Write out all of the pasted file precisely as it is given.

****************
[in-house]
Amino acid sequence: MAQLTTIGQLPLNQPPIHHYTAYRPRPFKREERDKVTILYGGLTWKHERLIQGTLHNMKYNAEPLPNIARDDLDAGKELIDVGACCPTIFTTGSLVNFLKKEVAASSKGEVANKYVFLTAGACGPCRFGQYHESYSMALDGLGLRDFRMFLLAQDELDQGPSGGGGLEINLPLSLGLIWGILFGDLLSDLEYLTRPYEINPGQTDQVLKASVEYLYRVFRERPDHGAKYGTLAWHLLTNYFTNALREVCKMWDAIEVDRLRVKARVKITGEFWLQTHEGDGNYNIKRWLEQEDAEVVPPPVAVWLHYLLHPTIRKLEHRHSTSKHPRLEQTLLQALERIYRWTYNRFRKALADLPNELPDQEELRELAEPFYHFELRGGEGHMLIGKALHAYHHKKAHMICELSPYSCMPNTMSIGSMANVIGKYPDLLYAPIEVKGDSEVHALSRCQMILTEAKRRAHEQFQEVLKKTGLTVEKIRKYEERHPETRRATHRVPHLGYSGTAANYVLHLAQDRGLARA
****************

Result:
[in-house]
Amino acid sequence: MAQLTTIGQLPLNQPPIHHYTAYRPRPFKREERDKVTILYGGLTWKHERLIQGTLHNMKYNAEPLPNIARDDLDAGKELIDVGACCPTIFTTGSLVNFLKKEVAASSKGEVANKYVFLTAGACGPCRFGQYHESYSMALDGLGLRDFRMFLLAQDELDQGPSGGGGLEINLPLSLGLIWGILFGDLLSDLEYLTRPYEINPGQTDQVLKASVEYLYRVFRERPDHGAKYGTLAWHLLTNYFTNALREVCKMWDAIEVDRLRVKARVKITGEFWLQTHEGDGNYNIKRWLEQEDAEVVPPPVAVWLHYLLHPTIRKLEHRHSTSKHPRLEQTLLQALERIYRWTYNRFRKALADLPNELPDQEELRELAEPFYHFELRGGEGHMLIGKALHAYHHKKAHMICELSPYSCMPNTMSIGSMANVIGKYPDLLYAPIEVKGDSEVHALSRCQMILTEAKRRAHEQFQEVLKKTGLTVEKIRKYEERHPETRRATHRVPHLGYSGTAANYVLHLAQDRGLARA